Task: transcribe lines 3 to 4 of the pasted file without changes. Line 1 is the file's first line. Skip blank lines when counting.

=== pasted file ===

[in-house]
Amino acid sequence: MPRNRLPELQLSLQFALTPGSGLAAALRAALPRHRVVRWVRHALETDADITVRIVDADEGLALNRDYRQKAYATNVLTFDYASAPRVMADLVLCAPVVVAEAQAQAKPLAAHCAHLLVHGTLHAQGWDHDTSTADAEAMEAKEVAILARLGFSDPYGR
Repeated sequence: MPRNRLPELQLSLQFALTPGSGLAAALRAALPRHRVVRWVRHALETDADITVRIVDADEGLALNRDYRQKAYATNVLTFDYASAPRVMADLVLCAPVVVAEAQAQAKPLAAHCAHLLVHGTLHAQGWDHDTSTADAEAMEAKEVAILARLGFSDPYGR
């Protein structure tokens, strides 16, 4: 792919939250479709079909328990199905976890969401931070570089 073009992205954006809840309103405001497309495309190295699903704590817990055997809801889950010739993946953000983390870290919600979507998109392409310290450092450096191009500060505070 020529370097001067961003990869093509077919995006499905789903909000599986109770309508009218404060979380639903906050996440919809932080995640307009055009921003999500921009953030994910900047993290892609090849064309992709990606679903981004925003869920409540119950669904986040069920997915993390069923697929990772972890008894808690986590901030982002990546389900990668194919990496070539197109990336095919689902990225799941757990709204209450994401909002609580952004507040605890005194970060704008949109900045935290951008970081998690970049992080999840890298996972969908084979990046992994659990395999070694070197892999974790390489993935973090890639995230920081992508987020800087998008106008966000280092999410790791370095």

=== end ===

Repeated sequence: MPRNRLPELQLSLQFALTPGSGLAAALRAALPRHRVVRWVRHALETDADITVRIVDADEGLALNRDYRQKAYATNVLTFDYASAPRVMADLVLCAPVVVAEAQAQAKPLAAHCAHLLVHGTLHAQGWDHDTSTADAEAMEAKEVAILARLGFSDPYGR
């Protein structure tokens, strides 16, 4: 792919939250479709079909328990199905976890969401931070570089 073009992205954006809840309103405001497309495309190295699903704590817990055997809801889950010739993946953000983390870290919600979507998109392409310290450092450096191009500060505070 020529370097001067961003990869093509077919995006499905789903909000599986109770309508009218404060979380639903906050996440919809932080995640307009055009921003999500921009953030994910900047993290892609090849064309992709990606679903981004925003869920409540119950669904986040069920997915993390069923697929990772972890008894808690986590901030982002990546389900990668194919990496070539197109990336095919689902990225799941757990709204209450994401909002609580952004507040605890005194970060704008949109900045935290951008970081998690970049992080999840890298996972969908084979990046992994659990395999070694070197892999974790390489993935973090890639995230920081992508987020800087998008106008966000280092999410790791370095």